• Hospital
  • Independent hospital

Nuffield Health Wessex Hospital

Overall: Good read more about inspection ratings

Winchester Road, Chandlers Ford, Eastleigh, Hampshire, SO53 2DW (023) 8026 6377

Provided and run by:
Nuffield Health

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Background to this inspection

Updated 27 January 2023

Nuffield Health Wessex Hospital is operated by Nuffield Health. The hospital opened in 1977. It is a private hospital in Chandlers Ford, Hampshire. The hospital primarily serves the communities of Hampshire. It also accepts patient referrals from outside this area. The hospital provides surgery, medical care and outpatients and diagnostic imaging.

The hospital is an Elective surgical hospital site with 52 registered beds, 4 theatres- 3 of which are laminar floor, orthopaedic and spinal theatres, one is digital laparoscopy gynae theatre.

There are 12 outpatient consulting rooms currently, in the final commissioning stage for another 5. The hospital has 283 staff working across FWO through bank, majority being contracted.

222 consultants with practicing privileges, 160 of them work on a regular basis at the hospital. All patients are pre-assessed, all general anaesthetic patients are pre- assessed face to face and anybody requiring sedation or local has telephone pre assessment.

The hospital provides elective surgery to patients who pay for themselves, are insured, or are NHS patients. Surgical specialities offered include orthopaedics, ophthalmology, general surgery, gynaecology, cosmetic surgery, urology, maxilla-facial and endoscopy.

Overall inspection


Updated 27 January 2023

Our rating of this service stayed the same. We rated it as good because:

  • The service had enough staff to care for patients and keep them safe. Staff had training in key skills, understood how to protect patients from abuse, and managed safety well. The service controlled infection risk well. Staff assessed risks to patients, acted on them and kept good care records. They managed medicines well. The service managed safety incidents well and learned lessons from them.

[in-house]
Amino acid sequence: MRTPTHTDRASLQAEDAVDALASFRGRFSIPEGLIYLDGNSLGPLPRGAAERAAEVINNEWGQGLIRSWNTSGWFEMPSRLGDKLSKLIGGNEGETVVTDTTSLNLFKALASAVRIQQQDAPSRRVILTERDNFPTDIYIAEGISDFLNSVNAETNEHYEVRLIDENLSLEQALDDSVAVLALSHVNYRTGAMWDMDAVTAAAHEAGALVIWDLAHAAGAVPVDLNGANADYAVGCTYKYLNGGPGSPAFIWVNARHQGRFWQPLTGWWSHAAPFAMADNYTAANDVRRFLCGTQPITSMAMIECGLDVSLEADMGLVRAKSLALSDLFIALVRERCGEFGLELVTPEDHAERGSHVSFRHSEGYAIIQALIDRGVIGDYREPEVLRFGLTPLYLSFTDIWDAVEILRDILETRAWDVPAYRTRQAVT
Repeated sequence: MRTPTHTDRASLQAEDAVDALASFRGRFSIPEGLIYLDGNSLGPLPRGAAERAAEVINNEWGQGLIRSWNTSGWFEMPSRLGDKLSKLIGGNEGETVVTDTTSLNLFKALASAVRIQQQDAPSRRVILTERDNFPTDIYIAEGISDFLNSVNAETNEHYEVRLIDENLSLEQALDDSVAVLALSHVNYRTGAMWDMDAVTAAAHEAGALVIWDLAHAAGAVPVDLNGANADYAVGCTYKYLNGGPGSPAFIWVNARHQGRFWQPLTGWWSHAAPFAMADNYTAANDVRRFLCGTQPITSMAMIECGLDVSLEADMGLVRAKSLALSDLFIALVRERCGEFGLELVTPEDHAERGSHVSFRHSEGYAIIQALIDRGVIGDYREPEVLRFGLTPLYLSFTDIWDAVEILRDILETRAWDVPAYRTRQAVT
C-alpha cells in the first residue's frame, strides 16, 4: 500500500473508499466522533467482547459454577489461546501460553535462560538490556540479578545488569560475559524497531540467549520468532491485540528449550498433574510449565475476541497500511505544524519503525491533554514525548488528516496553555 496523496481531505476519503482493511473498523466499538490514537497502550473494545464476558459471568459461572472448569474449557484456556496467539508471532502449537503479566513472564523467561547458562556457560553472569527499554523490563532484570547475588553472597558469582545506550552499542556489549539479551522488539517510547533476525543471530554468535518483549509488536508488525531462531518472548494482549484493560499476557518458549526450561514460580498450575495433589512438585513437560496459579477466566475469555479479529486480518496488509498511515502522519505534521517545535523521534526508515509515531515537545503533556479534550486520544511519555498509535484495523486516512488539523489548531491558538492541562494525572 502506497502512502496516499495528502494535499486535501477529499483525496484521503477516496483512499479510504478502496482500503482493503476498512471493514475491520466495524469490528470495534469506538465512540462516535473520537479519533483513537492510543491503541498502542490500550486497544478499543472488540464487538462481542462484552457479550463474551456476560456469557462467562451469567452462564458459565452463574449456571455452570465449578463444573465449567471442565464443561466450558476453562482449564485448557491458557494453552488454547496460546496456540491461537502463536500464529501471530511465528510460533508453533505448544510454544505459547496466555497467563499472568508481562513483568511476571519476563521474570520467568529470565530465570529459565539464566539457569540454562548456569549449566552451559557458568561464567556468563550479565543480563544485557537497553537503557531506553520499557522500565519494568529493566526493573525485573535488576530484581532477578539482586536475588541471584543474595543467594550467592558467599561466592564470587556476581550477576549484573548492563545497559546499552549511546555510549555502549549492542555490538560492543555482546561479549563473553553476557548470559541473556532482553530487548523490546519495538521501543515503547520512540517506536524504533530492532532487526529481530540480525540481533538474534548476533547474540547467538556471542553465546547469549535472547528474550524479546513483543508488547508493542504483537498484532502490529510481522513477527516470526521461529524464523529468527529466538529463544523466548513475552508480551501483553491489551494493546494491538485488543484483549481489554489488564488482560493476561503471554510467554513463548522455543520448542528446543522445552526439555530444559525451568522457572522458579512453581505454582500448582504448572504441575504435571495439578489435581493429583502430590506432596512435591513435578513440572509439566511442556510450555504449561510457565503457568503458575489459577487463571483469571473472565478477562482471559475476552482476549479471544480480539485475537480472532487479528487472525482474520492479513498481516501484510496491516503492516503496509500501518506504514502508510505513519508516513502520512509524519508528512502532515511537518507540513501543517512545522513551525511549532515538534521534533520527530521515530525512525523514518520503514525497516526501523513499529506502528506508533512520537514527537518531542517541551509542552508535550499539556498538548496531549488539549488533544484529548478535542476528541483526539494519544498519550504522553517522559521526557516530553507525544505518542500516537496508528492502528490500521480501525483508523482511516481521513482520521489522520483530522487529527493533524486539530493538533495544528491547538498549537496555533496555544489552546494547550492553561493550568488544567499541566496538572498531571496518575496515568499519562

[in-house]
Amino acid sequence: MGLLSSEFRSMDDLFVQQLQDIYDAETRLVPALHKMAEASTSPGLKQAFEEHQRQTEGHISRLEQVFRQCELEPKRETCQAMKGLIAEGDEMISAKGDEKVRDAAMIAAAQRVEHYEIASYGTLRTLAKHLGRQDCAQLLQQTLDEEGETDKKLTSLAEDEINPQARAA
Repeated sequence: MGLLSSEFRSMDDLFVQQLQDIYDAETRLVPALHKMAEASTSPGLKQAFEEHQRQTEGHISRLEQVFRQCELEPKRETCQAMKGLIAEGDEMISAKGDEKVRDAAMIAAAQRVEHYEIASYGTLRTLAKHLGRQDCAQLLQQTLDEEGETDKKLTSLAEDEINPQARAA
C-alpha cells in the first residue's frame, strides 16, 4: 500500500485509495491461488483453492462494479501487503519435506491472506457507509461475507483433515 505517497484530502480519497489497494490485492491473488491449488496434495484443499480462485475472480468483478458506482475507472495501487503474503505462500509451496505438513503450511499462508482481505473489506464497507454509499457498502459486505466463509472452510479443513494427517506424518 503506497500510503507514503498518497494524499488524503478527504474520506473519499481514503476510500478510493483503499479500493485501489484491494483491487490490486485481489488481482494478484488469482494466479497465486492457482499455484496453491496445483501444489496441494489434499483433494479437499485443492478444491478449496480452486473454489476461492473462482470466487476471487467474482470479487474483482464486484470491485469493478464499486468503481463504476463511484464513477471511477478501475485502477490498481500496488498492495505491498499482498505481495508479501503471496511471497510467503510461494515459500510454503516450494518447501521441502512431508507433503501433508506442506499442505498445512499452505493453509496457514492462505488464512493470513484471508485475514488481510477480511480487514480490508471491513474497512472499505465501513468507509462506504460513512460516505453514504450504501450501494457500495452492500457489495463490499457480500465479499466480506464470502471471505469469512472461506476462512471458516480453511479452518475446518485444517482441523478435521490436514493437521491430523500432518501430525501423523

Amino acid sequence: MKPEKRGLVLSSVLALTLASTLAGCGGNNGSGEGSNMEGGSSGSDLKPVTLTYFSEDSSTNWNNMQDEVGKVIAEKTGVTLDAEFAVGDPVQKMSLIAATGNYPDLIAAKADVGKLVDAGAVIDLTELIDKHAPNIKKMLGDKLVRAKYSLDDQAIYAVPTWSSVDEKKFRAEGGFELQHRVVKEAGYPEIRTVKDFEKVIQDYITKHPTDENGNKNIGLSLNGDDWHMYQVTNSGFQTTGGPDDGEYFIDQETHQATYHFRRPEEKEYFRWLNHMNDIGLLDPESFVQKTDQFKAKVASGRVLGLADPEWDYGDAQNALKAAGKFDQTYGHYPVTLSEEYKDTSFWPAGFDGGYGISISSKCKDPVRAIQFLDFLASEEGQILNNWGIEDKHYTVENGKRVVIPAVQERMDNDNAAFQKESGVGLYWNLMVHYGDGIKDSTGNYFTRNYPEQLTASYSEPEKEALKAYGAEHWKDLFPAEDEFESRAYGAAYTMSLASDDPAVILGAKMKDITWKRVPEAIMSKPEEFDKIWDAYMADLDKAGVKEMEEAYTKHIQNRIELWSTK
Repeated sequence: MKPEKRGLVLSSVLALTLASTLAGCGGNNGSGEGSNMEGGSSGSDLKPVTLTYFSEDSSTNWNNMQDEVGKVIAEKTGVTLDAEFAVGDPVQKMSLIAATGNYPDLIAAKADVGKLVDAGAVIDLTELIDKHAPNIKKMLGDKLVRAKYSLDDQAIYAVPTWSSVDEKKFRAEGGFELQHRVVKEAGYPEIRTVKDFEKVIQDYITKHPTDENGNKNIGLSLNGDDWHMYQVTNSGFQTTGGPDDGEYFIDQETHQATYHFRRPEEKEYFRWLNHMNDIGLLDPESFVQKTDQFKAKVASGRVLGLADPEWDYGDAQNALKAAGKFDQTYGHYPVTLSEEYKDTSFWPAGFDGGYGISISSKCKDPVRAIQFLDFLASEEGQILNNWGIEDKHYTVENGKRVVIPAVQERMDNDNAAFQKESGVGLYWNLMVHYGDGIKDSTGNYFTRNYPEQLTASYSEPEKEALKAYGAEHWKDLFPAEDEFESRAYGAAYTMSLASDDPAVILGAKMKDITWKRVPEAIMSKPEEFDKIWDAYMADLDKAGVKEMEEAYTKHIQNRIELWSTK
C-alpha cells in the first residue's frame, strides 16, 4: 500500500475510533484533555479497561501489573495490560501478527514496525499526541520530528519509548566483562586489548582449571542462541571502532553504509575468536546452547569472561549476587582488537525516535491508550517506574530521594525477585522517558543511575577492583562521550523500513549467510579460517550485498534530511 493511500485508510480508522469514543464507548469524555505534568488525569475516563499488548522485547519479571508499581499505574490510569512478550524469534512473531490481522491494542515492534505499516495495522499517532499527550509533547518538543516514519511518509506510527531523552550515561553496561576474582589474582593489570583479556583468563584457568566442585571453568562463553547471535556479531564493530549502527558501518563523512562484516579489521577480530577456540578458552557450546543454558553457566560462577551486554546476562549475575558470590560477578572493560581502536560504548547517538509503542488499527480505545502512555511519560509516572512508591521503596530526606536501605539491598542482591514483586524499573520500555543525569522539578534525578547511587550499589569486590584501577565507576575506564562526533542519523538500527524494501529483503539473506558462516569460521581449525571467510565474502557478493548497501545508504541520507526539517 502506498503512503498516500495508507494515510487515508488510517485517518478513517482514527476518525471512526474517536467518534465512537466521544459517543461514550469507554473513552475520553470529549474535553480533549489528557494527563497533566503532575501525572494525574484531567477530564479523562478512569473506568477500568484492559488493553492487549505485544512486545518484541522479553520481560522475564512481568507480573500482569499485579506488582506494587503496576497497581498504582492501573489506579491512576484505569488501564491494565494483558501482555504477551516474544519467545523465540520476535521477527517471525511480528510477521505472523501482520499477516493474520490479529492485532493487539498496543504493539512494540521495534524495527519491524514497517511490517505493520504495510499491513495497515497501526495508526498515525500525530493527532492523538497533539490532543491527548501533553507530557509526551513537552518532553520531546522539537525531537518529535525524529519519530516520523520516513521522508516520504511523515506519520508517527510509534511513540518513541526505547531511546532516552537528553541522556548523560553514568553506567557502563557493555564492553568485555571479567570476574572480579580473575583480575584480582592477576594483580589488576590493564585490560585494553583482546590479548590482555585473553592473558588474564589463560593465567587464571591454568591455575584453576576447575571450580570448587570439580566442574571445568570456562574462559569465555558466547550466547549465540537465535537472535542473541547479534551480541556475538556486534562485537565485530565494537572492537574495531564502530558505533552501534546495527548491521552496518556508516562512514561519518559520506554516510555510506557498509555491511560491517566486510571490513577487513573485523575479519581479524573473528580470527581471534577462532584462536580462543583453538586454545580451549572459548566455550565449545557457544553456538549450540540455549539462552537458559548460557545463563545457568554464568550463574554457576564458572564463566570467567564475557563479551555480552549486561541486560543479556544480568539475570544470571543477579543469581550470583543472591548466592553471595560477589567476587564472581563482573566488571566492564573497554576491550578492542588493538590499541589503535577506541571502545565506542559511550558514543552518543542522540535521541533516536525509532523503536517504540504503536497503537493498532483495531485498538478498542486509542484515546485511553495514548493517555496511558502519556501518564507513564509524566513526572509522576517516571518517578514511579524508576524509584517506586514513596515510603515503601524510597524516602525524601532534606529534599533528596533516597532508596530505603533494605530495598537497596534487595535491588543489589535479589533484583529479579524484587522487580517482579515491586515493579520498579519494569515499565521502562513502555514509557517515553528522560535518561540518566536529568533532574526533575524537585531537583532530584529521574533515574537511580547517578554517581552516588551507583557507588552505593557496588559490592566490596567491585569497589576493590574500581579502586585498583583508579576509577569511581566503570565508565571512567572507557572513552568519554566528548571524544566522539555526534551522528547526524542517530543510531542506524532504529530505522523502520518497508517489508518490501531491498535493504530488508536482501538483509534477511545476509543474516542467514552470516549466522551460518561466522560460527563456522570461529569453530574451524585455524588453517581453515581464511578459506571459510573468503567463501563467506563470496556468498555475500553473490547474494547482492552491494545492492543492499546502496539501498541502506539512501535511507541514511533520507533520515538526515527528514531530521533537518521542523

• Staff provided good care and treatment, gave patients enough to eat and drink, and gave them pain relief when they needed it. Managers monitored the effectiveness of the service and made sure staff were competent. Staff worked well together for the benefit of patients, advised them on how to lead healthier lives, supported them to make decisions about their care, and had access to good information. Key services were available seven days a week.
  • Staff treated patients with compassion and kindness, respected their privacy and dignity, took account of their individual needs, and helped them understand their conditions. They provided emotional support to patients, families and carers.
  • The service planned care to meet the needs of local people, took account of patients’ individual needs, and made it easy for people to give feedback. People could access the service when they needed it and did not have to wait too long for treatment.
  • Leaders ran services well using reliable information systems and supported staff to develop their skills. Staff understood the service’s vision and values, and how to apply them in their work. Staff felt respected, supported and valued. They were focused on the needs of patients receiving care. Staff were clear about their roles and accountabilities. The service engaged well with patients and the community to plan and manage services and all staff were committed to improving services continually.


  • However, there was one record which contained the wrong person’s name. This was brought to the attention of senior managers during the inspection.
  • Oxygen was not always prescribed in line with guidance.
  • There was inconsistent recording of NEWS.
  • The clean utility room was unlocked with keys left on the cupboard.

Outpatients and diagnostic imaging


Updated 21 March 2016

We found outpatients and diagnostic imaging services ‘Good’ for safe, caring, responsive and well led. We do not currently rate effective for this service.